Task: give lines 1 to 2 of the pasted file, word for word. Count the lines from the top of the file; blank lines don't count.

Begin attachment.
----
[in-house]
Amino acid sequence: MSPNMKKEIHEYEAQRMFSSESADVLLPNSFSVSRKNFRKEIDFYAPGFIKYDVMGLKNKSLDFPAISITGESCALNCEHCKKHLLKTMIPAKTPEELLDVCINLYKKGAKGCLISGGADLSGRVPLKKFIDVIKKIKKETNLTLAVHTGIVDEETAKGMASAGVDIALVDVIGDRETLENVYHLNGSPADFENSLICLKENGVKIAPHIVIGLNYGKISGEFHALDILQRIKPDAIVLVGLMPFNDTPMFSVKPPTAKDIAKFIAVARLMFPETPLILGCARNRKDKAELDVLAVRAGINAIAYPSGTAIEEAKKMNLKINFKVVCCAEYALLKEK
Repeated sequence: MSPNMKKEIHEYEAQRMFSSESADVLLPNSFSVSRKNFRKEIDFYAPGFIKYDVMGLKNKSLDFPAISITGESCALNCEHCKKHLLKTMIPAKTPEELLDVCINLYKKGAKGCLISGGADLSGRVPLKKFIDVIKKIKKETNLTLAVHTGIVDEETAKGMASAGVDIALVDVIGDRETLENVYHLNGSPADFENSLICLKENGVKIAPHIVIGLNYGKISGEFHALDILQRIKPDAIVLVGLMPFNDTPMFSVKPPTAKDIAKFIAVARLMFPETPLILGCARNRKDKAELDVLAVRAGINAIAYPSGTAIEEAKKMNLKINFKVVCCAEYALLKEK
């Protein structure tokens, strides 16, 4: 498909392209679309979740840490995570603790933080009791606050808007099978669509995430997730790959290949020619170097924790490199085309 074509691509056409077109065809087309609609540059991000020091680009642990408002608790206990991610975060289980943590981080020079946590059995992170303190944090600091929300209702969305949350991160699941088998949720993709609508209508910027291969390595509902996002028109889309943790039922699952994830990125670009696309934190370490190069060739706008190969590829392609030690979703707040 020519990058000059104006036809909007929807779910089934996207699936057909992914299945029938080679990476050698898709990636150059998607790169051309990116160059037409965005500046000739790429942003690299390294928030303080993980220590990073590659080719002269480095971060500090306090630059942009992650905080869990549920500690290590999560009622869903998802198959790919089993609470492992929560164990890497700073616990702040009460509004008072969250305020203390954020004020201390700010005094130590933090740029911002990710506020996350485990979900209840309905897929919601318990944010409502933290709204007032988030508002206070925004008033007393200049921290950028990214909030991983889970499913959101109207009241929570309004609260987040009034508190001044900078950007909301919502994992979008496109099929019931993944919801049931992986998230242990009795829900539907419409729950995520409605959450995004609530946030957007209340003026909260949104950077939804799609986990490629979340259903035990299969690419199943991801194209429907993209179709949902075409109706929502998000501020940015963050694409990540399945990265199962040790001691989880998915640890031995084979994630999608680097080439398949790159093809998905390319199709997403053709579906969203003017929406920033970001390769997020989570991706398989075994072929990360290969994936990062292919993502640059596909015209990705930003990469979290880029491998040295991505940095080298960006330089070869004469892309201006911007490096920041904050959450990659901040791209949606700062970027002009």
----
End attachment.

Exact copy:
[in-house]
Amino acid sequence: MSPNMKKEIHEYEAQRMFSSESADVLLPNSFSVSRKNFRKEIDFYAPGFIKYDVMGLKNKSLDFPAISITGESCALNCEHCKKHLLKTMIPAKTPEELLDVCINLYKKGAKGCLISGGADLSGRVPLKKFIDVIKKIKKETNLTLAVHTGIVDEETAKGMASAGVDIALVDVIGDRETLENVYHLNGSPADFENSLICLKENGVKIAPHIVIGLNYGKISGEFHALDILQRIKPDAIVLVGLMPFNDTPMFSVKPPTAKDIAKFIAVARLMFPETPLILGCARNRKDKAELDVLAVRAGINAIAYPSGTAIEEAKKMNLKINFKVVCCAEYALLKEK